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Versioning Example -- a port

From: Babich, Alan <ABabich@filenet.com>
Date: Fri, 24 Jul 1998 16:44:47 -0700
Message-ID: <72B1992276A9D111A20E00805FEAC96D01324C9B@cm-expo1.filenet.com>
To: "'ejw@ics.uci.edu'" <ejw@ics.uci.edu>, John Stracke <francis@netscape.com>, Chris Kaler <ckaler@microsoft.com>, Bradley Sergeant <bradley_sergeant@intersolv.com>, Alan Babich <ABabich@felix.filenet.com>, Sam Ruby <rubys@us.ibm.com>, Bruce Cragun <Cragun.Bruce@gw.novell.com>, David Durand <dgd@cs.bu.edu>, Sridhar Iyengar <sridhar.iyengar@mv.unisys.com>
Cc: Alex Hopmann <alexhop@microsoft.com>, "'webdav'" <w3c-dist-auth@w3.org>
> a) Prepare at least one (and ideally many more than one) 
> scenario.  Please
> email it out to the rest of the design team before the meeting (by the
> 6th) -- you should send it to the general WebDAV mailing list as well.

OK, Jim, as per your request, here's a scenario from the real world. 
WARNING: This is a long e-mail (about 345 lines).

A software company is porting several hundred thousands
of lines of C code to several different platforms. The
company intends to have exactly one source base that
handles all platforms. Therefore, there will be #ifdef's
in some of the source files that control selection of
text for platform dependent stuff like I/O.

There are two field releases being supported as
linear lines of development, and the current development
release is being supported as a linear line of development.

The field release lines of development branch off
the development release line of development when a change 
is made to the development release but not a field release.

First, let's consider how we start out. Then we will
consider what happens during the port, i.e., parallel editing.

Consider one source file x.c . It started out:

1.1 --> 1.2 --> 1.3

Those are the good old RCS version labels. (First number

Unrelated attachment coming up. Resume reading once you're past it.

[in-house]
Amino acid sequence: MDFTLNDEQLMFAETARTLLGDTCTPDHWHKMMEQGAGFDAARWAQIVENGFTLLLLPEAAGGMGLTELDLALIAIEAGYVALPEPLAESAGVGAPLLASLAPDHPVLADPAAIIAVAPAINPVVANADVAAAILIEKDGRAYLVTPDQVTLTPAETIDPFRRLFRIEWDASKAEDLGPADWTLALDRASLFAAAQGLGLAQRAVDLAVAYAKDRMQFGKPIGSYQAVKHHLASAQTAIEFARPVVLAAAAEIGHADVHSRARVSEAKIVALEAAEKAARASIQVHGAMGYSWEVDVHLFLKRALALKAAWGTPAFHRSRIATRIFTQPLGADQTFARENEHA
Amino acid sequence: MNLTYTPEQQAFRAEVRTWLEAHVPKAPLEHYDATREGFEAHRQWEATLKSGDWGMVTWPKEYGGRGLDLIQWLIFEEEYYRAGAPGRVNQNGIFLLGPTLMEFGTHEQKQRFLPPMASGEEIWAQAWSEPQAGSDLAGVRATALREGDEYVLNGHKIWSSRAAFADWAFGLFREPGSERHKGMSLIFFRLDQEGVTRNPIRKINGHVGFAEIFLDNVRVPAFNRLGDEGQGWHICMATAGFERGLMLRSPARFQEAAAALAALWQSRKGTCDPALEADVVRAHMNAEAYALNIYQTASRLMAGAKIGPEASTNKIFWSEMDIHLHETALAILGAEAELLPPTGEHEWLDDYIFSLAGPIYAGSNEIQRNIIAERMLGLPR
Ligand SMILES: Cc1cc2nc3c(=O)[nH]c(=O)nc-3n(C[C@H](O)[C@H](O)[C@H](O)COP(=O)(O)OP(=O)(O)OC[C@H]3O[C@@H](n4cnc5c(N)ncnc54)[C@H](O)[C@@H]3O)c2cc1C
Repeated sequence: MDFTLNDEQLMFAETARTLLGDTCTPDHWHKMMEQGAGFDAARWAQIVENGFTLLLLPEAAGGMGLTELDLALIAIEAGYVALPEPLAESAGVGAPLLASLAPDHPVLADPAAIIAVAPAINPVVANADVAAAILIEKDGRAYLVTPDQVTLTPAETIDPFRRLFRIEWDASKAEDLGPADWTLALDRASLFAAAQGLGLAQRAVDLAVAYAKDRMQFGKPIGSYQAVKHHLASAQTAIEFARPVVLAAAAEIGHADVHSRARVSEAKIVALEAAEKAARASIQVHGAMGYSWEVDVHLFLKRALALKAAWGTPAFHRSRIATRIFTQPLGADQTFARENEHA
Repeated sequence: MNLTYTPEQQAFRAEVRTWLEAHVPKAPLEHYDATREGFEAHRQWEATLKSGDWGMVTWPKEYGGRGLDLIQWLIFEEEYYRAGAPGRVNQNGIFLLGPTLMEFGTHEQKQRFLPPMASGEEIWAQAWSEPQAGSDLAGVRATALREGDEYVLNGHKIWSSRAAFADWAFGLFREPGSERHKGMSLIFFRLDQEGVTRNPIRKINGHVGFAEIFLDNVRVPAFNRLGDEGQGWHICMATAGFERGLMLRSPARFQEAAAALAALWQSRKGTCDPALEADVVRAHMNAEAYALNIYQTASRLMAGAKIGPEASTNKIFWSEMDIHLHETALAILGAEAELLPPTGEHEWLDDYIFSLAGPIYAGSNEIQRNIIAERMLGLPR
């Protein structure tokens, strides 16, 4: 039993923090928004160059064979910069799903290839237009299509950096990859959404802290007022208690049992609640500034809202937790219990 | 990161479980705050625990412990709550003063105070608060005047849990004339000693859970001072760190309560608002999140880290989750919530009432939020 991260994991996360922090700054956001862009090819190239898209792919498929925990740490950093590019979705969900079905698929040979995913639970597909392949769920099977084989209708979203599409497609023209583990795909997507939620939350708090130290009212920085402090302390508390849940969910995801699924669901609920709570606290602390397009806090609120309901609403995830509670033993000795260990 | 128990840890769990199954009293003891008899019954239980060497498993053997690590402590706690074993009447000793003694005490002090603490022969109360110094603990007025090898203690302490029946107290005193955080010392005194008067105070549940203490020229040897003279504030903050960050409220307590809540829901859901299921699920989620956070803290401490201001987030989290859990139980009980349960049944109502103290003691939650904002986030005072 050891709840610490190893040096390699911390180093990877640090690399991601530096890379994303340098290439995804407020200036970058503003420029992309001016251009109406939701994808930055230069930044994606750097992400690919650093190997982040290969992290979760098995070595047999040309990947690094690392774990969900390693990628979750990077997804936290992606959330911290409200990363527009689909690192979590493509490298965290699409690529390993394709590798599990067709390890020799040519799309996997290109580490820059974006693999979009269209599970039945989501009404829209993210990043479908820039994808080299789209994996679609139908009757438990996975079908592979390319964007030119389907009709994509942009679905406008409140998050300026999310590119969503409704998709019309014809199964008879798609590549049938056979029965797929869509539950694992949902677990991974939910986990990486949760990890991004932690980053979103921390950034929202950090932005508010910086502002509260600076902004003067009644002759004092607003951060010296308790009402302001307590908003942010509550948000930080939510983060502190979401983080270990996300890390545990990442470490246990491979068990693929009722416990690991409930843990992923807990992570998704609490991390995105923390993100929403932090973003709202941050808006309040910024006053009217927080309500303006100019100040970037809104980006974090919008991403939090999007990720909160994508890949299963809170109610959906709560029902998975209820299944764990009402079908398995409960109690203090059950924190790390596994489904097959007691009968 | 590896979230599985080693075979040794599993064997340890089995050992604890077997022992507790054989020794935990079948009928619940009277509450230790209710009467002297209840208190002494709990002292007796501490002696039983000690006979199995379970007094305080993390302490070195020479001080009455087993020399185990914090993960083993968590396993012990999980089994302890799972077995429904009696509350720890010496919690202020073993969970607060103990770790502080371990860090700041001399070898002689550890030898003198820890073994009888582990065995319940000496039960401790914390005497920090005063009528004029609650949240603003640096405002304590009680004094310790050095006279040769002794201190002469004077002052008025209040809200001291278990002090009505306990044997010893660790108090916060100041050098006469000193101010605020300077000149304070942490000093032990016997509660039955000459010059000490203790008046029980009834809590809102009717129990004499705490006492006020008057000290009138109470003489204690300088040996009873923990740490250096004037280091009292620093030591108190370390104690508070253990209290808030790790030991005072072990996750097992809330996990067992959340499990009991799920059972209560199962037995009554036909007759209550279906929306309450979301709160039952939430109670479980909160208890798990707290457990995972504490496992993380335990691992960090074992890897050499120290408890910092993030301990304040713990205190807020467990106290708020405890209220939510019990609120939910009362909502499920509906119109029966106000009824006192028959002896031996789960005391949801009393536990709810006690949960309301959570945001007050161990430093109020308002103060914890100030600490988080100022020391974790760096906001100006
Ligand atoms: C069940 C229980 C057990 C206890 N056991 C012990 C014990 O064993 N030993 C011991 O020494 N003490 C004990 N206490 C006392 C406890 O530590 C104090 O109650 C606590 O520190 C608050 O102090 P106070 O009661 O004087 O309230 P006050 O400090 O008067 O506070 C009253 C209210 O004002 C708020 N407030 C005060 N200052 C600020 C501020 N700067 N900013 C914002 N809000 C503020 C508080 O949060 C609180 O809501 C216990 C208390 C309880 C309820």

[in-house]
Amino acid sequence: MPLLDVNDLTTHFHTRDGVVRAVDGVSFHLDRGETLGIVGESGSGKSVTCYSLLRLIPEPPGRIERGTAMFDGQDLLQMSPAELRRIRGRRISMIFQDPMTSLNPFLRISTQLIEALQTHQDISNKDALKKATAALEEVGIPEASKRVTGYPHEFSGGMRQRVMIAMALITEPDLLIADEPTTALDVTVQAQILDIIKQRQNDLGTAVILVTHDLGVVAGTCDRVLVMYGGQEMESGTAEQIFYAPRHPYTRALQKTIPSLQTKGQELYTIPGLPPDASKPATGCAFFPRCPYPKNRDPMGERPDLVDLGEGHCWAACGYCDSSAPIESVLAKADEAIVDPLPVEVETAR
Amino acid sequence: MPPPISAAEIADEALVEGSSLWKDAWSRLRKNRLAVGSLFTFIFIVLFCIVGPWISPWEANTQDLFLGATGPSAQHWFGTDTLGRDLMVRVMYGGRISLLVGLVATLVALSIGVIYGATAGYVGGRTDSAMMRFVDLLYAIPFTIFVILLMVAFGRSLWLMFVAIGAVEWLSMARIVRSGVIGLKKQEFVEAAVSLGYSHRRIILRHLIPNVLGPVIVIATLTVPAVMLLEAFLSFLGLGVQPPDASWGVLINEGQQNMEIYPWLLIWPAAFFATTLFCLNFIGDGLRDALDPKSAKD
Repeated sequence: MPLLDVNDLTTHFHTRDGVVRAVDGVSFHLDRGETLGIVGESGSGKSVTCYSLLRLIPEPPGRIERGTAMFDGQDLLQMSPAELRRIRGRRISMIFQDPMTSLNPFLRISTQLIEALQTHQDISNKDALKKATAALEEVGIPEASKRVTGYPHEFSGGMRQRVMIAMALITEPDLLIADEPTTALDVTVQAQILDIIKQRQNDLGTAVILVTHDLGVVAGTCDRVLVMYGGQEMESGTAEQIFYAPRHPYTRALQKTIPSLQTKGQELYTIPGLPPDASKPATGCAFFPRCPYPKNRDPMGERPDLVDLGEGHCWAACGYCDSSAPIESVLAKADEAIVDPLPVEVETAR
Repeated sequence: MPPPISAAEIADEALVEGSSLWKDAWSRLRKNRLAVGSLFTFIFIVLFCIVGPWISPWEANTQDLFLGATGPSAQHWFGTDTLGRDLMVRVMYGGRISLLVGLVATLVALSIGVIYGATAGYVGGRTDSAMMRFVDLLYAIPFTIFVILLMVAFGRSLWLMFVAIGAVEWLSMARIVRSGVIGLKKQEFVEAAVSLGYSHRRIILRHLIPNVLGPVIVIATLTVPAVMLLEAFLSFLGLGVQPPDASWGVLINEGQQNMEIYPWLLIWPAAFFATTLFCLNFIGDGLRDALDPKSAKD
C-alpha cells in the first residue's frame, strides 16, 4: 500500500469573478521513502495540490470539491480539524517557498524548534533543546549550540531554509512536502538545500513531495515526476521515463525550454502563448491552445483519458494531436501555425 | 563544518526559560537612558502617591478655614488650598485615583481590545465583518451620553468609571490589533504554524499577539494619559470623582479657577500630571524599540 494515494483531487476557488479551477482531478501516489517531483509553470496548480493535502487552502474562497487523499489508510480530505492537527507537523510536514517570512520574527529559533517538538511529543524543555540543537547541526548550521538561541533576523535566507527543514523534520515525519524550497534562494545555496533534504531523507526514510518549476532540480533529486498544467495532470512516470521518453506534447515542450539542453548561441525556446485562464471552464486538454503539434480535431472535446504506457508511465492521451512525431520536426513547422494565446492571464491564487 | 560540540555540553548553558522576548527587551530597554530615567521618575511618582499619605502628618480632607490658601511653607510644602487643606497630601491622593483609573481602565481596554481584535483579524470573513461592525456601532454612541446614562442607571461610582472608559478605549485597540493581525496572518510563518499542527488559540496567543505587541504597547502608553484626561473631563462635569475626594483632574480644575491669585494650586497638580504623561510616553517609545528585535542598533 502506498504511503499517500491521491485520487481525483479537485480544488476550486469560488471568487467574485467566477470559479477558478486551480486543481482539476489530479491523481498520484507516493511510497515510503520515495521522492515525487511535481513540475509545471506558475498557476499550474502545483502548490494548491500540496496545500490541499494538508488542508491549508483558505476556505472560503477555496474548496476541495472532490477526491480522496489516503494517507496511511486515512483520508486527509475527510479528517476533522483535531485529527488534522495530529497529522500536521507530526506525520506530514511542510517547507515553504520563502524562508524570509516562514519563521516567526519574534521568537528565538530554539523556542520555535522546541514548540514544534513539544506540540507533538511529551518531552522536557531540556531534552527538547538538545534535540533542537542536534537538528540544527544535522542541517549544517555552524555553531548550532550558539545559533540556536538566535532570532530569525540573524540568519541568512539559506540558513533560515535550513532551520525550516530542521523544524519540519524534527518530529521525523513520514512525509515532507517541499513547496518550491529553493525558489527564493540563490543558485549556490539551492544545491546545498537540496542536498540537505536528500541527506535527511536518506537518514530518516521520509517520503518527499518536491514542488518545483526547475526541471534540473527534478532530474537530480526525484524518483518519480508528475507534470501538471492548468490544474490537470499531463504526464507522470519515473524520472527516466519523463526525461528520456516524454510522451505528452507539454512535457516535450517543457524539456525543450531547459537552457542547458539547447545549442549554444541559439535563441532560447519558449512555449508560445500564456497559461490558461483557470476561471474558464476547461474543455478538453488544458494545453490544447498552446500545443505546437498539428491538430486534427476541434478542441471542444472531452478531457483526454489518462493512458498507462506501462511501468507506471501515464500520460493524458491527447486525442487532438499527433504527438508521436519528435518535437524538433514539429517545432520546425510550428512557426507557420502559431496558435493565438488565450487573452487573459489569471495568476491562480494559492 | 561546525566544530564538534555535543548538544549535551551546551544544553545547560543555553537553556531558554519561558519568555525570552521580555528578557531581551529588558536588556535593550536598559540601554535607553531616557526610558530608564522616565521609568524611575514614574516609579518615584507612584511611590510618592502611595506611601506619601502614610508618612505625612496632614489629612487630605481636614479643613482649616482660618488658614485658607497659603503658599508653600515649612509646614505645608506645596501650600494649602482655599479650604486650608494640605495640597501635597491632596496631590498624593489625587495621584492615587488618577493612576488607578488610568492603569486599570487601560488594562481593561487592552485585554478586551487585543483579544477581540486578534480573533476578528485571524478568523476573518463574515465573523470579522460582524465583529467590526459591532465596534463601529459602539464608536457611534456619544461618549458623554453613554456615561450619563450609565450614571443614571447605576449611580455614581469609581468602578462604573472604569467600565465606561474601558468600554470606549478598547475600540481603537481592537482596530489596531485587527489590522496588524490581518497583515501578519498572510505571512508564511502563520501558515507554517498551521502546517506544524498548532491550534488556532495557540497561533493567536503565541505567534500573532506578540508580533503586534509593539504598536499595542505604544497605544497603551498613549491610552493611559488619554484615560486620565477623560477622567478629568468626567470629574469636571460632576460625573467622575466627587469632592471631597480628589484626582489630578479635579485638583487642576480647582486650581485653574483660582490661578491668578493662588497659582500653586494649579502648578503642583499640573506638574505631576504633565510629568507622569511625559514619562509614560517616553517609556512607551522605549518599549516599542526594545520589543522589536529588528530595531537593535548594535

is number of times the same node was branched. Second
number is consecutive linear line of development change
number.) We attach user version labels, because we don't 
care about no stinking RCS version labels. :-) They are
irrelevant to us humans. So, we invent a convention
where our user version labels are of the form

r<major release number>_<minor release number>_<build number>_
    <change number for the major/minor release>

User version labels are a necessity in order to be
able to recreate or initially create any base level of 
any release. In order to do so, you have to select a
whole collection of files, and the exact versions
you need must be specified in a simple way, e.g.,
release number and build level.
(For example, in order to do that for build 7 of release 1.0, 
you merely check out a read only copy of the version of every 
file that has the version label of the form r1_0_7_x where x is 
maximal. There is no possibility of such a simple algorithm
against the hardwired RCS version labels.)

The layer on top of sccs puts the user version labels on 
automatically. So, the version structure for x.c is actually

1.1       --> 1.2     --> 1.3
r1_0_0_0      r1_0_1_1    r1_0_2_2

1.1 was the initial version of x.c for build 0 of release 1.0. 
1.2 was change 1 for build 1 of release 1.0. 
1.3 was change 2 for build 2 of release 1.0.

OK. So now we release 1.0 to the field and start work on 
release 1.1. Nothing happens until we change x.c .

There are two possibilities. Either we are making a pure
new development change, or are fixing a bug in the field,
and we want that exact same fix in the development release.

First, we fix a bug and the fix is exactly the same (and
x.c is exactly the same) in the development release 
(release 1.1) for build 3 of the field release, and build 0 
of the development release. The change is automatically
"rolled forward" by the tools by simply putting on multiple
version labels on the new file. This can optionally be
done only when checking out and in the tip of a line of

1.1       --> 1.2     --> 1.3     --> 1.4
r1_0_0_0      r1_0_1_1    r1_0_2_2    r1_0_3_3

Next, we put in a piece of pure new development for build 8
of the development release (i.e., 1.1).

1.1       --> 1.2     --> 1.3     --> 1.4      --> 1.4
r1_0_0_0      r1_0_1_1   r1_0_2_2     r1_0_3_3     r1_1_8_0

Next, we fix a bug in the field release (i.e., 1.0) build 7. 
The change can not "roll forward" to the development release, 
because we have made a development only change. In other words,
we are now checking out (and back in) a node that is not at
the tip of the line of development. This causes the
version tree to branch.